Impoverished, desperate refugee families, mostly. Again, Trumpists will deny this when you point it out, because of course they do. If you insist on pressing them (as our media fails to do so sadly often), they’re eventually reduced to patent absurdities like ‘a 4-year-old can be a terrorist in the making’ or ‘ISIS is joining the caravans to infiltrate the US through Mexico.’ Because naturally any sensible terrorist would sneak in through the most stiffly-guarded land border, disguised as a member of the most scrutinized, criminalized and subject-to-detention group of entrants? I guess?
But for the sake of argument, let’s say somehow we had caught some prehomicidal preschoolers or suicide bombers at the southern border. If that truly were the real concern, then the words repeatedly coming out of Trumpists’ mouths would still be “terrorists” or “cartels,” not “caravans.” Wouldn’t they?
We all accept a certain level of inspection at security checks, because none of us wants to wander around, say, a theme park or a concert hall bristling with guns. But we would distrust a security force that was theoretically there to catch bad elements but kept ranting darkly on about “caravans of tourists” or “hordes of ticketholders.” Wouldn’t we?
Because let’s try to remember, despite the floods of propaganda: people coming to the border are the very clientele that border security is supposed to be serving. Regardless of whether they’re visitors or refugees or (gasp) migrants. Officers are there to let people in as much as to keep people out. It’s their job to do humane intake on asylum claims (which are legal even outside a port of entry). It’s their job to admit work visa holders. It’s their job to appropriately serve whoever comes to the border, be they coming in or going home. And surely that’s what you yourself would expect from both US and Mexican border authorities, if you went on a vacation from San Diego to Monterey and back? To be treated as a valid ‘customer,’ until and if you gave them some reason to suspect otherwise? Even if you were one of a really big crowd that day? Sorry, I mean a “caravan”?
Long story short – when a leader calls out the freaking army to deal with a non-existent threat from incredibly vulnerable people…and when that leader, if questioned, tries to terrify you with pictures of tired families trudging down a road…it’s time to consider that, again, you are dealing with a bad-faith argument. And if you’re dealing with bad faith, then you need to ask yourself what the real agenda is, and who those weapons are going to be used on. Because whatever it is, it’s being done in your name.
- Bad assumption #3: It would be different if we were doing all this to citizens.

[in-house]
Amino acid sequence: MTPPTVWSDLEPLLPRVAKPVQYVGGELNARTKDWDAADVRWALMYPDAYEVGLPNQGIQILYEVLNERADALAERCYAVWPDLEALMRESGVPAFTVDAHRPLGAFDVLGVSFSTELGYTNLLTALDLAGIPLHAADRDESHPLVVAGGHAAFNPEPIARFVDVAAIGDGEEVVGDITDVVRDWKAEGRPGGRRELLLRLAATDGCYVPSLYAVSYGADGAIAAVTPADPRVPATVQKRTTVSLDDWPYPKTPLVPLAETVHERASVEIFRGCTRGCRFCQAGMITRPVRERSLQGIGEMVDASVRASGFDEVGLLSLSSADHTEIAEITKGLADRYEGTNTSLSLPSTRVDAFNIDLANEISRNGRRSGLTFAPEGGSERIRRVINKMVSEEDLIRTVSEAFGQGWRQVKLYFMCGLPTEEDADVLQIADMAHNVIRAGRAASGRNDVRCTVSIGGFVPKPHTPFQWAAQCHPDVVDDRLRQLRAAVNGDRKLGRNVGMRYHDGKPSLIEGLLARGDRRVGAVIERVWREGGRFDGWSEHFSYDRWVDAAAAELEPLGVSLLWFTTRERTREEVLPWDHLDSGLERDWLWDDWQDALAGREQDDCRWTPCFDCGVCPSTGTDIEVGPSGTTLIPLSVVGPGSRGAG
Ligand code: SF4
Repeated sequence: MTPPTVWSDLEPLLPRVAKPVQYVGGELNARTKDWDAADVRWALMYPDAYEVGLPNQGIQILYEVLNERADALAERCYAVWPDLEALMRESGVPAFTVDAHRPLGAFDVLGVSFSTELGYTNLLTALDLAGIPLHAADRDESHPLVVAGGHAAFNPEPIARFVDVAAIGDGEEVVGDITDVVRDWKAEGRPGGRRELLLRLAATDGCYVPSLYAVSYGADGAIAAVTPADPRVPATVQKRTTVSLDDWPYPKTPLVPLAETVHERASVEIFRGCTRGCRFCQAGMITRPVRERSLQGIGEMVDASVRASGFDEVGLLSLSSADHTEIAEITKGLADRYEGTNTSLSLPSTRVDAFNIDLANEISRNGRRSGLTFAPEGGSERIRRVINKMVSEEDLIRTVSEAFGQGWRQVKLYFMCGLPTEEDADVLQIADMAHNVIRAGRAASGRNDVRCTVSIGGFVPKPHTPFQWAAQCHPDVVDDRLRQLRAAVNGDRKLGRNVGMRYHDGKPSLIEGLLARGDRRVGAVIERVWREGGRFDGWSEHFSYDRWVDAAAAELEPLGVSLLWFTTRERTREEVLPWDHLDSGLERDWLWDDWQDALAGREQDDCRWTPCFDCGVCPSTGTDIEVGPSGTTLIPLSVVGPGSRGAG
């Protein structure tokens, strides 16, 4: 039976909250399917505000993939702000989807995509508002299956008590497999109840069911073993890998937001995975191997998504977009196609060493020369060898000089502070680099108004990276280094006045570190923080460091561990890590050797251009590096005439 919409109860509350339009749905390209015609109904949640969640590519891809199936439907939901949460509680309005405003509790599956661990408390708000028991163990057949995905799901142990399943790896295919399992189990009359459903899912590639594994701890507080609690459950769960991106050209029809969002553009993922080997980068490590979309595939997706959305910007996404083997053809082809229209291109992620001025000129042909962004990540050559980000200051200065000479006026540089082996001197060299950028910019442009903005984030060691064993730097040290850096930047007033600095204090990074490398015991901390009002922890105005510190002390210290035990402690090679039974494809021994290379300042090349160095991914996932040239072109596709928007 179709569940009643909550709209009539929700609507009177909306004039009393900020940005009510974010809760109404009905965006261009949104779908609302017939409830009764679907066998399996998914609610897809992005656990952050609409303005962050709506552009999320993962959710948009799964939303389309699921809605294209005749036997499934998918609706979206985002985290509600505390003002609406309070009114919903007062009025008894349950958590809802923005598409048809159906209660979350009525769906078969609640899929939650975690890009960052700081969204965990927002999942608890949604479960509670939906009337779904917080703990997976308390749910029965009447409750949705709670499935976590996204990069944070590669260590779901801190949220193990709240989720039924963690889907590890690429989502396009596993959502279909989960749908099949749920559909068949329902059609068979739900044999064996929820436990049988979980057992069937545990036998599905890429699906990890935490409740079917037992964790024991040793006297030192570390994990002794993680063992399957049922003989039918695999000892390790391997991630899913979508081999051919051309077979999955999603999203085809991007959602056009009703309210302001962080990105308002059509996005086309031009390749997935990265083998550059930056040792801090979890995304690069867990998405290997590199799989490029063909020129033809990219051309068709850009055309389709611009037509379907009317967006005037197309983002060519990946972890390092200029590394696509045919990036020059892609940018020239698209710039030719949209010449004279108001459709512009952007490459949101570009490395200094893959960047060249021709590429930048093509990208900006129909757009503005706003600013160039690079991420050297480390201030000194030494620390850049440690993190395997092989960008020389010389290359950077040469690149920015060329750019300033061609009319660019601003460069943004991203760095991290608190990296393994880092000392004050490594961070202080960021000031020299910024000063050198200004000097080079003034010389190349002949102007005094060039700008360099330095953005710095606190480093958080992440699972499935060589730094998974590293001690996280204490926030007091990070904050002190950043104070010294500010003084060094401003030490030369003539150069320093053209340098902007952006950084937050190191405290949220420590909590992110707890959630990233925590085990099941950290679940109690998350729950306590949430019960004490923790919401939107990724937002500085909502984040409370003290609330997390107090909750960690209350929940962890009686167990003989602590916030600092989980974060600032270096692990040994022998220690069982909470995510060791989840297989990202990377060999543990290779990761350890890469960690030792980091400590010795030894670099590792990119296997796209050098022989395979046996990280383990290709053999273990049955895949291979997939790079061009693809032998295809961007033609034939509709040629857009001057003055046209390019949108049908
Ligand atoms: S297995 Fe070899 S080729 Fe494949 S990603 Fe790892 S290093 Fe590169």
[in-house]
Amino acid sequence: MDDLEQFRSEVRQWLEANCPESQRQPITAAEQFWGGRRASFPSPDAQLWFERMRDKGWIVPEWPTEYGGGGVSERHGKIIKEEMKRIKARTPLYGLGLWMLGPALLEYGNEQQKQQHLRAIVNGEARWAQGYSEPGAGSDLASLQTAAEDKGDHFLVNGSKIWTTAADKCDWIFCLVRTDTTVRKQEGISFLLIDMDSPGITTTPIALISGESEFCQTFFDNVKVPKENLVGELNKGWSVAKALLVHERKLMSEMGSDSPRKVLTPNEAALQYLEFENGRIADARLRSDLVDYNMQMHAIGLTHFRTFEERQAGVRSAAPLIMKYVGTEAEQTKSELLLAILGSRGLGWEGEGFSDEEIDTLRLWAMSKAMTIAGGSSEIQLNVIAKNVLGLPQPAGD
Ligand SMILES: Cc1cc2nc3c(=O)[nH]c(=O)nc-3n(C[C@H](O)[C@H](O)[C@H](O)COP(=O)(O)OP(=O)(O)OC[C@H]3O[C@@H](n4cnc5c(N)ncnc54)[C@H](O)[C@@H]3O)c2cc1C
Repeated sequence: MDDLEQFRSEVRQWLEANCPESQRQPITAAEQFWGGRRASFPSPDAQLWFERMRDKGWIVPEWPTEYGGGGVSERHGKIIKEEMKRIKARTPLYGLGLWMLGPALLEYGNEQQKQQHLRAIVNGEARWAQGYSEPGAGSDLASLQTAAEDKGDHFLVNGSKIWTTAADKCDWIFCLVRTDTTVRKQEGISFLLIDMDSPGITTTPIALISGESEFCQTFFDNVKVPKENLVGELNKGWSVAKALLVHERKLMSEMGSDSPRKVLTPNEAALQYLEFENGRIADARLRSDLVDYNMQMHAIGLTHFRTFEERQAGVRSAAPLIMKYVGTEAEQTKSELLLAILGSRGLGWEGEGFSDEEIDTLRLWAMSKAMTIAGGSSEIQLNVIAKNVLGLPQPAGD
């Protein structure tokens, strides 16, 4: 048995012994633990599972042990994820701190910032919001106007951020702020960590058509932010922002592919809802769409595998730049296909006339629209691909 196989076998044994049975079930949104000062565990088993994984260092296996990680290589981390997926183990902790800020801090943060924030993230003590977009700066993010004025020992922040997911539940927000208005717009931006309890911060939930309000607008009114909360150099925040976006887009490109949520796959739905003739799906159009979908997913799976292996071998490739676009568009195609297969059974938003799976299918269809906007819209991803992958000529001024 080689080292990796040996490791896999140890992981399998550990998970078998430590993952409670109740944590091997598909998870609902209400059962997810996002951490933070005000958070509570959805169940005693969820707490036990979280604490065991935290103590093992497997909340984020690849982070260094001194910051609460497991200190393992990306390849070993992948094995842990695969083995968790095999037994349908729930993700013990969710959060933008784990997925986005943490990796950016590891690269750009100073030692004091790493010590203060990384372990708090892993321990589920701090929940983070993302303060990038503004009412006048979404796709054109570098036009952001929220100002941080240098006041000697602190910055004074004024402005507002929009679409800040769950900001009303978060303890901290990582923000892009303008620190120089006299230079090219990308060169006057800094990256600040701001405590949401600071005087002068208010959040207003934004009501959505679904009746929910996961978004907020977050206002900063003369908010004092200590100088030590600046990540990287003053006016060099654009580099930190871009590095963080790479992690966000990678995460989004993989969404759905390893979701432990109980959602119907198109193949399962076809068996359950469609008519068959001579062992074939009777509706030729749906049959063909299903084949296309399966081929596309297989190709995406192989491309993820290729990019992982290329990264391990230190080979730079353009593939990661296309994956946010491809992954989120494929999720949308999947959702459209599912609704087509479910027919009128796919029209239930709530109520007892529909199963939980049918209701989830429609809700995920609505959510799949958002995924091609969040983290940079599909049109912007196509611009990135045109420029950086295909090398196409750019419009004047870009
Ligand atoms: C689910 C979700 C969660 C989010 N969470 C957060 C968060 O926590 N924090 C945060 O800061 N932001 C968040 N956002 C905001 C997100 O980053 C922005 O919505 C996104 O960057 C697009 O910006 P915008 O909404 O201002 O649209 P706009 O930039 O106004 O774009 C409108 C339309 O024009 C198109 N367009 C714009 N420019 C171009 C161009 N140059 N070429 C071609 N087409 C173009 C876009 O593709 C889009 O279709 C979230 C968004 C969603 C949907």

Non-citizens may not have exactly the same rights and liberties under US law that citizens do, but they do still have rights and liberties, period. Under both US and international law. (Which we’re presently breaking, in more than one way). And under a thing called “common decency.”
Again, when we come to the borders of another nation, even if we’re not citizens of that nation, we expect to be treated as guests, not intruders. We expect a certain baseline of human dignity to be respected. So the question here is, is this wall going to meet that standard? Well, again, that depends. It depends on what else is involved beyond whatever obstacles the physical wall itself imposes. It depends on how the wall, and the border, and the people who come to it are handled. Is Karabell’s mental picture of what all that entails the same as mine? I have no idea. And I’m not sure how I’m supposed to intelligently agree or disagree without one. And just in general – if I don’t have enough information to know what you’re making a distinction for, why are you making it in the first place?
I’m not going to assume it’s because the author thinks people who aren’t US citizens belong in some lower category of humanity that we can be much more careless of. But I would like to know just what he is thinking there. And until I do know, that possibility sadly has to stay on the table.
Okay, moving on!
“It’s not as if American history is a panoply of virtue on this score, and Trump’s possible misuse of his national emergency authority would not rank high in the history of presidential overreaches. Think of Franklin Roosevelt’s use of emergency powers to authorize the internment of 125,000 Japanese-Americans during World War II, and Harry Truman’s unsuccessful invocation of emergency authority to break the strike of steelworkers in Youngstown in 1952, during the Korean War. Those examples have, of course, been circulating for some time, and the internment in particular was invoked as a troubling precedent during the debates over the travel ban. Note, however, that both of those actions were taken in times of war, and Truman’s claim was deemed an overreach by the Supreme Court. FDR’s internment decision is one of the black marks on American democracy, but it’s striking that we still do not view that as a constitutional crisis or fundamental crack, perhaps because it occurred during the war and perhaps because we have an easier time reconciling our contradictions and manifest failings in retrospect than we do in the present.”
Erm, if your point of comparison is sending Japanese-American babies and children to sicken and die in concentration camps, we’re already in murky territory, don’t you think?
I mean, is that really where your line is? Anything less is okay? Or if that’s not where your line is, then where should we draw it?
Also, we do in fact have children in concentration camps right now. And if I recall correctly, that wasn’t done because we passed a “Let’s Throw Kids in Cages Act of 2017,” so it seems even more apropos to ask.
That was the easiest flaw to interrogate. Let’s dive in further:
“Note, however, that both of those actions were taken in times of war, and Truman’s claim was deemed an overreach by the Supreme Court.”
- Bad assumption #1: It’s different if it’s in wartime.
I’m not saying I would never, ever accept that argument, but? You’re going to have to make it, and you’re going to have to make it good.